5 Keys to Wrecking Georgia Tech

Clemson and Georgia Tech will do battle on a regionally televised ABC match up this Saturday night in Death Valley. Inside are my 5 keys to a Clemson win along with my prediction.

Let's quickly look back to last week, where I picked a 24-20 Clemson win over Wake Forest which moved my season prognostication record to 1-0.

Clemson enters the game 1-0 (1-0 in the ACC) while the Rambling Wreck also enter 1-0 (0-0 in the ACC) after defeating Samford 28-7 last week.

1. It's a Ball Game
After getting romped last season 39-3, Reggie Ball finished his freshman campaign in Atlanta by throwing for almost 2,000 yards and rushing for another 384 as the season progressed.

Ball is not as quick as, say, D.J. Shockley or Woodrow Dantzler, butr he does have the ability to beat you to the corner with his legs as well as elude pressure in the pocket. He also has started out the 2004 season on a solid note, throwing for 201 yards and two touchdowns in the Jackets' season opening win over Samford.

What Ball does not have, at least based on his performance last year, is the ability to consistently read defenses and pressure opposing teams into adjusting their defensive game plan during the game. In general, he is a quarterback that locks in on one or two receivers without reading the defense and throwing to the best outlet.

Expect John Lovett to mix his coverages and allow Justin Miller and Tye Hill to play more tight man coverage this week against Tech in an attempt to confuse the redshirt sophomore.

Wide receivers Nate Curry, Levon Thomas, and true freshman Calvin Johnson all had solid games last week and are capable of putting up big numbers. But those wide outs can only do that if Ball is able to get the ball into their hands. Simply put, if Ball is able to react and read the defense, his wideouts are good enough to make plays. This will be an interesting challenge for Clemson's secondary, and an interesting chess match for the defensive coaches.

2. Tackle Training
Fact: Clemson did not tackle well last week against Wake Forest. The defensive line missed tackles, the linebackers missed a bunch of tackles, and the secondary missed a few tackles. Tommy Bowden has said this week that Clemson will need to return to some fundamentals during the week to shore up the problems that persisted against Wake Forest.

Tech running back P. J. Daniels is no slouch, having rushed for almost 1,500 yards last season and 169 last week. Clemson was able to shut down Daniels last year, which was a big reason why the Tigers won that game so handedly. But if Clemson is going to shutdown Daniels this year, tackling must improve from week one to week two.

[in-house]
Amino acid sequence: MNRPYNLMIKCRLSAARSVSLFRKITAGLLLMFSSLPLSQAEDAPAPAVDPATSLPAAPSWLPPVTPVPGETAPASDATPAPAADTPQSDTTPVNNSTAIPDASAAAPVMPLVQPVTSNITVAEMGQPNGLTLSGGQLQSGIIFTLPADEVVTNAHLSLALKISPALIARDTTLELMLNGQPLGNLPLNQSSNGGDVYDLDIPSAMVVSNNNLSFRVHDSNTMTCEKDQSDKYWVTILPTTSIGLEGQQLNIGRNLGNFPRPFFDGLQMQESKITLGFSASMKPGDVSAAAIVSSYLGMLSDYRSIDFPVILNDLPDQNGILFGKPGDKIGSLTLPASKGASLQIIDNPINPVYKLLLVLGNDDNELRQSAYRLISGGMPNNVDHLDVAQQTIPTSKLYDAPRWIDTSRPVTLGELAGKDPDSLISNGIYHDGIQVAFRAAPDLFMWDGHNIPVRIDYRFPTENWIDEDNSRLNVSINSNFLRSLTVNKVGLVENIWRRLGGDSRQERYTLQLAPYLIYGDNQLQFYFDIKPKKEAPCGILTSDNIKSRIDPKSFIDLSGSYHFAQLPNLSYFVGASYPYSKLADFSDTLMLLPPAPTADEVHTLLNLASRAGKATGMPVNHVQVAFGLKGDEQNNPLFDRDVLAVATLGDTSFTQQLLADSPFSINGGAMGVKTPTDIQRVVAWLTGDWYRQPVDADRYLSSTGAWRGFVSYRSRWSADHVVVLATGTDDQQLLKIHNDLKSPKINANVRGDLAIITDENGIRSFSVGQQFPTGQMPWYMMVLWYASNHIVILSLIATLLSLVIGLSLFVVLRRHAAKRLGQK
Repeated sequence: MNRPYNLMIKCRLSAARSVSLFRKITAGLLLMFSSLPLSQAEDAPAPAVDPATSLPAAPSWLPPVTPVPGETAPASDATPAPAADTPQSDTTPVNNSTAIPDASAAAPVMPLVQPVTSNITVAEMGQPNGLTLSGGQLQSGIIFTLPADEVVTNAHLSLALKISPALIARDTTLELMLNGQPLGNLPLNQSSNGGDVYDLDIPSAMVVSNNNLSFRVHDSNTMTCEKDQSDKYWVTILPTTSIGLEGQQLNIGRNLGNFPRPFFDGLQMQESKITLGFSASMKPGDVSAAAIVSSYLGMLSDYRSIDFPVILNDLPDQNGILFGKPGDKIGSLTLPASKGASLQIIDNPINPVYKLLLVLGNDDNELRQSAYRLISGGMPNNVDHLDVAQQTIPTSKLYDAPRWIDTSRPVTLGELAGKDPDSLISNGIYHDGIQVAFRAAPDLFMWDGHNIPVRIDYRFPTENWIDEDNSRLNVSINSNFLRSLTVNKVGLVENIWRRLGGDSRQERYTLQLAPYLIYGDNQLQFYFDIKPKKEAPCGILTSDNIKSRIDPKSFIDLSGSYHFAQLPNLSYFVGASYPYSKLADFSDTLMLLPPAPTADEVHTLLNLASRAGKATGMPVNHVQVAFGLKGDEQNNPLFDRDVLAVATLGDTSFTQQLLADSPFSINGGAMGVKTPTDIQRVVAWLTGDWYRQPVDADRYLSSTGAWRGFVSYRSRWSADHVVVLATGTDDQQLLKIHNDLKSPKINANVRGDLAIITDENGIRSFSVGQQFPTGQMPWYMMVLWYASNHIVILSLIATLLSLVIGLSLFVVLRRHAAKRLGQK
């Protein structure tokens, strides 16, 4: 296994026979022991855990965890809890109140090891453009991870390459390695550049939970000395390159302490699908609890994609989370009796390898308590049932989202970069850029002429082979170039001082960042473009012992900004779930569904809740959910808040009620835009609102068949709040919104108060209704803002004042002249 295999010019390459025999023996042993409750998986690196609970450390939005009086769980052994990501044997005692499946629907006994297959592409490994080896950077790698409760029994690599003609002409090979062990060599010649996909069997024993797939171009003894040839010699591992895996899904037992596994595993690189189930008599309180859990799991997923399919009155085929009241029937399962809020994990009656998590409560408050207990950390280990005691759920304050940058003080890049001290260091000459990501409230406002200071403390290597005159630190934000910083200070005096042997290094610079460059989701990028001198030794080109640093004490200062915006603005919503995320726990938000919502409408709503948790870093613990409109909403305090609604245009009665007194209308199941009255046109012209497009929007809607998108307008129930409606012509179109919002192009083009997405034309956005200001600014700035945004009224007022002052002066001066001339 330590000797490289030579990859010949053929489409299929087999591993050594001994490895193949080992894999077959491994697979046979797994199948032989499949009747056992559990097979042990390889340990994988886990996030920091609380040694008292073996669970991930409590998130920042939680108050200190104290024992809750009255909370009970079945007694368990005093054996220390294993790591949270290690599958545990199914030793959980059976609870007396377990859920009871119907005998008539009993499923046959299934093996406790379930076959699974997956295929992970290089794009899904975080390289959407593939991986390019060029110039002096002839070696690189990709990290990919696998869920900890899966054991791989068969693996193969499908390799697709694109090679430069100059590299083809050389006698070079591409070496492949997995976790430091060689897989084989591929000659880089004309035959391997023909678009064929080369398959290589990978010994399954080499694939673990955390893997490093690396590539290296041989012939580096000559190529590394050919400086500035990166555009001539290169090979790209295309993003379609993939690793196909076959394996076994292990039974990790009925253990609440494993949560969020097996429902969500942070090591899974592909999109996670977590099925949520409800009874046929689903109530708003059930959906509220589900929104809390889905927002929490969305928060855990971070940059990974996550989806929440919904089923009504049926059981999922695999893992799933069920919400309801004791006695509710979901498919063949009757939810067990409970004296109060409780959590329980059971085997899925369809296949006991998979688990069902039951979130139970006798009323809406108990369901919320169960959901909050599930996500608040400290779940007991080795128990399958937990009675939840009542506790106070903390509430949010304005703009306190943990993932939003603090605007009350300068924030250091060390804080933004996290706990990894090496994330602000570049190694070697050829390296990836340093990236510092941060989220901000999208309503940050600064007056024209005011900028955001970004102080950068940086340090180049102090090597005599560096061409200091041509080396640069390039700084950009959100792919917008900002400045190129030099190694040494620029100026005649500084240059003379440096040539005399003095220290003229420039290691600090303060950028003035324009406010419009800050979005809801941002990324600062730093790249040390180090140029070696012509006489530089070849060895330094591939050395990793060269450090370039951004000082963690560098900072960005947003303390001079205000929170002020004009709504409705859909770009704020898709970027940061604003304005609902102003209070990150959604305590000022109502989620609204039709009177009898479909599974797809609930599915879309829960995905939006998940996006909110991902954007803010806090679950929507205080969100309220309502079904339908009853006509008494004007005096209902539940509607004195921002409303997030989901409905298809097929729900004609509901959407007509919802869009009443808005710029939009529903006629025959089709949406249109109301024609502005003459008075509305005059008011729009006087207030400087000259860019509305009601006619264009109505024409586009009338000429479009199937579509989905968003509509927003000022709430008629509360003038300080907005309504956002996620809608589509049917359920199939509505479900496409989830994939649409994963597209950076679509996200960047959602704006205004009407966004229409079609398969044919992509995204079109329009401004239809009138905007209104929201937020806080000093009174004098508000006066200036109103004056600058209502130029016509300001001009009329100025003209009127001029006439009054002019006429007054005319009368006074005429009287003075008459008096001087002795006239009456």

Tech's focus will obviously be on Leroy Hill, as Chan Gailey states, "You better know where he is. He can really find the football."

While Gailey's admiration for Hill will be a common theme as the season progresses, the importance of the play of Anthony Waters, Nick Watkins, and Eric Sampson become magnified assuming Hill will draw the attention of every opposing offense he faces this season. And those guys, along with the front four for the Tigers, are going to have to wrap Daniels up every single time.

If not, expect Daniels to break a long run similar to Barclay last week.

3. Spread The Wealth
It won't take long for other teams to figure out that Chansi Stuckey and Airese Currie are the two biggest threats at wide receiver for Clemson this season. Teams around the league are going to quickly adjust, placing more emphasis on Stuckey and Currie, while neglecting Kelvin Grant, Curtis Baham, and Ben Hall.

Last week, Clemson was certainly two-dimensional in the passing attack, focusing squarely on Currie and Stuckey when Clemson needed first downs. Expect Tech to watch the film and make adjustments on those two, especially Stuckey.

While that extra focus is probably bad news for Chansi, it is great news for Kelvin Grant and Ben Hall. Stuckey and Currie will draw the attention, and possible double teams, allowing single coverage for Grant on one side of the field and for Hall if he releases instead of staying in to block.

Even Gailey understands what Clemson was able to do last week, saying, "They put their guys in position to be successful. They spread them out and give you different formations. He is able to figure out where they all belong and throw it to the guy that is open."

Charlie Whitehurst has proven that he can take what he is given and spread the field. That being said, it would be easy for him to simply assume that Stuckey and Currie are his only trusted guys to go to on a big 3rd down.